Covid and vitamin D: What is vitamin D? How does a deficiency impact covid?
We will use your email address only for sending you newsletters. Please see our Privacy Notice for details of your data protection rights.
Coronavirus has now infected 917,515 in the UK, more than 22,000 were new cases confirmed on Tuesday. Several factors put people at higher risk from coronavirus including age, specific health conditions and pregnancy. But how exactly could a vitamin D deficiency impact one’s risk from COVID-19?
What is vitamin D?
Vitamin D helps to regulate the amount of calcium and phosphate in your body.
This vitamin is needed to keep your bones, teeth and muscles healthy.
A lack of vitamin D can lead to bone deformities in children.
Bone pain caused by a lack of vitamin D is called osteomalacia in adults.
Where does vitamin D come from?
Most people get enough vitamin D during the spring and summer months from sunlight.
The body creates vitamin D from direct sunlight on the skin when outdoors.
However, during the winter months, people are unable to get sufficient levels of vitamin D from sunlight.
Instead, people can top up their vitamin D levels from a small number of food sources including:
- Oily fish such as salmon, sardines, herring and mackerel
- Red meat
- Egg yolks
- Fortified foods.
Why is vitamin D deficiency a bigger problem this year?
The coronavirus pandemic has had a huge impact on normal life.
Many people have spent much more time indoors than is typical for their normal life.
This means the body has had less direct sunlight and therefore has not created as much vitamin D.
Vitamin C could be the secret weapon in the fight against coronavirus [INSIGHT]
Vitamin B12 deficiency: Three warning signs on body [EXPLAINER]
Best supplements for the over 50s: Why you need vitamin B12 and D [ANALYSIS]
How do you know if you have a vitamin D deficiency?
A vitamin D deficiency means you do not have enough vitamin D in your body.
Around 20 percent of people in the UK suffer from low vitamin D levels.
Signs of vitamin D deficiency are not always obvious but they may include:
- Mood changes
- Bone loss
- Muscle cramps or weakness
- Bone and joint pain, especially in your back
You are advised to speak to your doctor if you believe you may be suffering from a vitamin D deficiency before taking any supplements as it is possible to take too much vitamin D which can weaken the bones and damage your kidneys and heart.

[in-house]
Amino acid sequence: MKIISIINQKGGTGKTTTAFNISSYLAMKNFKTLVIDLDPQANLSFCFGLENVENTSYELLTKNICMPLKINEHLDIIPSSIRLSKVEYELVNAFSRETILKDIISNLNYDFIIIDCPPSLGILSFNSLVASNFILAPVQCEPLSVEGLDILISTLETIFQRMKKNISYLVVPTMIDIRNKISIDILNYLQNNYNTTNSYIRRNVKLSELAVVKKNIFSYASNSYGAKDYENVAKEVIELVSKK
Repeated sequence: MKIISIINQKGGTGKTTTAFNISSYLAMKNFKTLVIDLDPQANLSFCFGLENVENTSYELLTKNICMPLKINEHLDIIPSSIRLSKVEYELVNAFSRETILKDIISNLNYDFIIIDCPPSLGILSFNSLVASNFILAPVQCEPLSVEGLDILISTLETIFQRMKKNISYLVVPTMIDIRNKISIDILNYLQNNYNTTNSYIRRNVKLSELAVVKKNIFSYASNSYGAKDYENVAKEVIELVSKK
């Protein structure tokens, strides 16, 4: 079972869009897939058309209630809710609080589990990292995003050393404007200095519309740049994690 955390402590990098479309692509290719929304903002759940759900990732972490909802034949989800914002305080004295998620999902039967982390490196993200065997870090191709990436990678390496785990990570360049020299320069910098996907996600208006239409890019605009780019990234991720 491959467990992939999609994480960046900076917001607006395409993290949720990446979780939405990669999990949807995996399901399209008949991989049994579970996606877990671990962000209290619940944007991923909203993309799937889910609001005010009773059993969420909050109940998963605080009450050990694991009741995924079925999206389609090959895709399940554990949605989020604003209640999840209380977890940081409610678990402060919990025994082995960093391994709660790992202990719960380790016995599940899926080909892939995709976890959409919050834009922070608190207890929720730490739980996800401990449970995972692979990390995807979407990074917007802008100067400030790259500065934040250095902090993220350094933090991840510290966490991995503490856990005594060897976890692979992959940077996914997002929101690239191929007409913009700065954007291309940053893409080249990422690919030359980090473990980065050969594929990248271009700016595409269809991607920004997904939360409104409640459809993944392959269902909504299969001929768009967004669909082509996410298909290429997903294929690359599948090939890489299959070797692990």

What impact does vitamin D deficiency have on coronavirus?
A lack of vitamin D has been found in 80 percent of coronavirus patients according to a new study.
The findings showed those who suffer from COVID-19 are almost twice as likely to be vitamin D deficient.
The Spanish study of 216 Spanish patients found 82 percent of patients were deficient in vitamin D.
Another study published in BMJ Nutrition, Prevention and Health found that people who took vitamin D supplements were less likely to suffer from respiratory problems in general.
A connection between the worst impact of the virus and vitamin D may also explain the higher susceptibility among ethnic minorities as people with darker skin find it harder to make vitamin D.
Co-author Dr José Hernández, of the University of Cantabria in Spain, said: “One approach is to identify and treat vitamin D deficiency, especially in high-risk individuals such as the elderly, patients with comorbidities, and nursing home residents, who are the main target population for the Covid-19.
“Vitamin D treatment should be recommended in Covid-19 patients with low levels of vitamin D circulating in the blood since this approach might have beneficial effects in both the musculoskeletal and the immune system.”
He added: “Vitamin D deficiency has been linked to a variety of health concerns, although research is still underway into why the hormone impacts other systems of the body.
“Many studies point to the beneficial effect of vitamin D on the immune system, especially regarding protection against infections.”
Source: Read Full Article